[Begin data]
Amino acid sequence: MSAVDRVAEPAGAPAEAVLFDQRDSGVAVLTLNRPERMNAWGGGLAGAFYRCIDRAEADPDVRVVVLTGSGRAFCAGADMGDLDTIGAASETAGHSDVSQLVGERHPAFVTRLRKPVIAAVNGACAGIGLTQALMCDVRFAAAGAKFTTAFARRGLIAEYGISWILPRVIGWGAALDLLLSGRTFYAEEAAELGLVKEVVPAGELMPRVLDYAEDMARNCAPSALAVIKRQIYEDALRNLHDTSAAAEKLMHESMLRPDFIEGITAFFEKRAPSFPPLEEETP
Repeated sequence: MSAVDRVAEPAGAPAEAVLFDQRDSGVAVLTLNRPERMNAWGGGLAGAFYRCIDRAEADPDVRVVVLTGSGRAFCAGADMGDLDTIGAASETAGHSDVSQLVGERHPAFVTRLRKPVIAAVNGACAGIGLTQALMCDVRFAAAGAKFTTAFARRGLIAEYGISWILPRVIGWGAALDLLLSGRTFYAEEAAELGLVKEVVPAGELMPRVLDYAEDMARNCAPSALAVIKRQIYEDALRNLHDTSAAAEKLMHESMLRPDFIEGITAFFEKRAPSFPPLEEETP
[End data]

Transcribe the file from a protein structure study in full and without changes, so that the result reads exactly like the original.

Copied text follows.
Amino acid sequence: MSAVDRVAEPAGAPAEAVLFDQRDSGVAVLTLNRPERMNAWGGGLAGAFYRCIDRAEADPDVRVVVLTGSGRAFCAGADMGDLDTIGAASETAGHSDVSQLVGERHPAFVTRLRKPVIAAVNGACAGIGLTQALMCDVRFAAAGAKFTTAFARRGLIAEYGISWILPRVIGWGAALDLLLSGRTFYAEEAAELGLVKEVVPAGELMPRVLDYAEDMARNCAPSALAVIKRQIYEDALRNLHDTSAAAEKLMHESMLRPDFIEGITAFFEKRAPSFPPLEEETP
Repeated sequence: MSAVDRVAEPAGAPAEAVLFDQRDSGVAVLTLNRPERMNAWGGGLAGAFYRCIDRAEADPDVRVVVLTGSGRAFCAGADMGDLDTIGAASETAGHSDVSQLVGERHPAFVTRLRKPVIAAVNGACAGIGLTQALMCDVRFAAAGAKFTTAFARRGLIAEYGISWILPRVIGWGAALDLLLSGRTFYAEEAAELGLVKEVVPAGELMPRVLDYAEDMARNCAPSALAVIKRQIYEDALRNLHDTSAAAEKLMHESMLRPDFIEGITAFFEKRAPSFPPLEEETP